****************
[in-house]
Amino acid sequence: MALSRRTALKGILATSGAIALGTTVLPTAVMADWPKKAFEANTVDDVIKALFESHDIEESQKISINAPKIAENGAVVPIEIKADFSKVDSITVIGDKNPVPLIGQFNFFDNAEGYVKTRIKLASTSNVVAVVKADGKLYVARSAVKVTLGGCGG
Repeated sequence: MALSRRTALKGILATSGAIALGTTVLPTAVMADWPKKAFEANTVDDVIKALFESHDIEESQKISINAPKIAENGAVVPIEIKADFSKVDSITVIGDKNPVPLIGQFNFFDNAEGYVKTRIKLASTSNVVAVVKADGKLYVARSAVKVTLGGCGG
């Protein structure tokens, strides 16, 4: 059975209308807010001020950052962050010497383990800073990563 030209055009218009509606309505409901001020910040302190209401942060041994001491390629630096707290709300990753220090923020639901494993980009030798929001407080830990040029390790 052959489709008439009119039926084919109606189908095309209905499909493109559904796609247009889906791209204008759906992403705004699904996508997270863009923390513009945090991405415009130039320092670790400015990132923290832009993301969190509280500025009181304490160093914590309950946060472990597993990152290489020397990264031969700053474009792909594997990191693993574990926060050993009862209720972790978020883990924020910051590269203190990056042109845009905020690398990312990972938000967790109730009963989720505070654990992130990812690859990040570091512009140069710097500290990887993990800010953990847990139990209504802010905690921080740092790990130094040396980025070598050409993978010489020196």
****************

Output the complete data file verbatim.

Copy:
[in-house]
Amino acid sequence: MALSRRTALKGILATSGAIALGTTVLPTAVMADWPKKAFEANTVDDVIKALFESHDIEESQKISINAPKIAENGAVVPIEIKADFSKVDSITVIGDKNPVPLIGQFNFFDNAEGYVKTRIKLASTSNVVAVVKADGKLYVARSAVKVTLGGCGG
Repeated sequence: MALSRRTALKGILATSGAIALGTTVLPTAVMADWPKKAFEANTVDDVIKALFESHDIEESQKISINAPKIAENGAVVPIEIKADFSKVDSITVIGDKNPVPLIGQFNFFDNAEGYVKTRIKLASTSNVVAVVKADGKLYVARSAVKVTLGGCGG
């Protein structure tokens, strides 16, 4: 059975209308807010001020950052962050010497383990800073990563 030209055009218009509606309505409901001020910040302190209401942060041994001491390629630096707290709300990753220090923020639901494993980009030798929001407080830990040029390790 052959489709008439009119039926084919109606189908095309209905499909493109559904796609247009889906791209204008759906992403705004699904996508997270863009923390513009945090991405415009130039320092670790400015990132923290832009993301969190509280500025009181304490160093914590309950946060472990597993990152290489020397990264031969700053474009792909594997990191693993574990926060050993009862209720972790978020883990924020910051590269203190990056042109845009905020690398990312990972938000967790109730009963989720505070654990992130990812690859990040570091512009140069710097500290990887993990800010953990847990139990209504802010905690921080740092790990130094040396980025070598050409993978010489020196």